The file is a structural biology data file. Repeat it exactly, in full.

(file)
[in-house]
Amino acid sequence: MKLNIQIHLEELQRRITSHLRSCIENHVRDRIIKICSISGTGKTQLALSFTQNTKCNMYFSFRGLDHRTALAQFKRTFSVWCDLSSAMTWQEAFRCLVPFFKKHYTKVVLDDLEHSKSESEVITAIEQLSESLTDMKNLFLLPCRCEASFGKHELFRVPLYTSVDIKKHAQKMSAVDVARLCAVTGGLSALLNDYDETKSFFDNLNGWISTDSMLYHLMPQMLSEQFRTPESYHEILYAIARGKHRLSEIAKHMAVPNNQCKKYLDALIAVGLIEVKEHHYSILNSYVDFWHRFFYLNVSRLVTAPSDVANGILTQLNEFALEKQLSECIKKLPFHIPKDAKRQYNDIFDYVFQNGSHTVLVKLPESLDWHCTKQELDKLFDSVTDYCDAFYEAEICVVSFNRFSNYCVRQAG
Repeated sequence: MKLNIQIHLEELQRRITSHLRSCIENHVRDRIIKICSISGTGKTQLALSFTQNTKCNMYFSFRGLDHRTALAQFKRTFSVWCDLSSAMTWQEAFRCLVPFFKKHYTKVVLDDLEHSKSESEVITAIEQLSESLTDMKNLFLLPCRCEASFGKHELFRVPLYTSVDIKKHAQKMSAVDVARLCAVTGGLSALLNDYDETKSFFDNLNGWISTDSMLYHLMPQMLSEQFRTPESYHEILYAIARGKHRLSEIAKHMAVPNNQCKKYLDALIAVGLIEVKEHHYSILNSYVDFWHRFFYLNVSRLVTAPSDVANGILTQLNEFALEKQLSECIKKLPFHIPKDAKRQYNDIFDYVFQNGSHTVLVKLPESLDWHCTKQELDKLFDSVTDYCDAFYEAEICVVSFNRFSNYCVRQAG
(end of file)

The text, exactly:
[in-house]
Amino acid sequence: MKLNIQIHLEELQRRITSHLRSCIENHVRDRIIKICSISGTGKTQLALSFTQNTKCNMYFSFRGLDHRTALAQFKRTFSVWCDLSSAMTWQEAFRCLVPFFKKHYTKVVLDDLEHSKSESEVITAIEQLSESLTDMKNLFLLPCRCEASFGKHELFRVPLYTSVDIKKHAQKMSAVDVARLCAVTGGLSALLNDYDETKSFFDNLNGWISTDSMLYHLMPQMLSEQFRTPESYHEILYAIARGKHRLSEIAKHMAVPNNQCKKYLDALIAVGLIEVKEHHYSILNSYVDFWHRFFYLNVSRLVTAPSDVANGILTQLNEFALEKQLSECIKKLPFHIPKDAKRQYNDIFDYVFQNGSHTVLVKLPESLDWHCTKQELDKLFDSVTDYCDAFYEAEICVVSFNRFSNYCVRQAG
Repeated sequence: MKLNIQIHLEELQRRITSHLRSCIENHVRDRIIKICSISGTGKTQLALSFTQNTKCNMYFSFRGLDHRTALAQFKRTFSVWCDLSSAMTWQEAFRCLVPFFKKHYTKVVLDDLEHSKSESEVITAIEQLSESLTDMKNLFLLPCRCEASFGKHELFRVPLYTSVDIKKHAQKMSAVDVARLCAVTGGLSALLNDYDETKSFFDNLNGWISTDSMLYHLMPQMLSEQFRTPESYHEILYAIARGKHRLSEIAKHMAVPNNQCKKYLDALIAVGLIEVKEHHYSILNSYVDFWHRFFYLNVSRLVTAPSDVANGILTQLNEFALEKQLSECIKKLPFHIPKDAKRQYNDIFDYVFQNGSHTVLVKLPESLDWHCTKQELDKLFDSVTDYCDAFYEAEICVVSFNRFSNYCVRQAG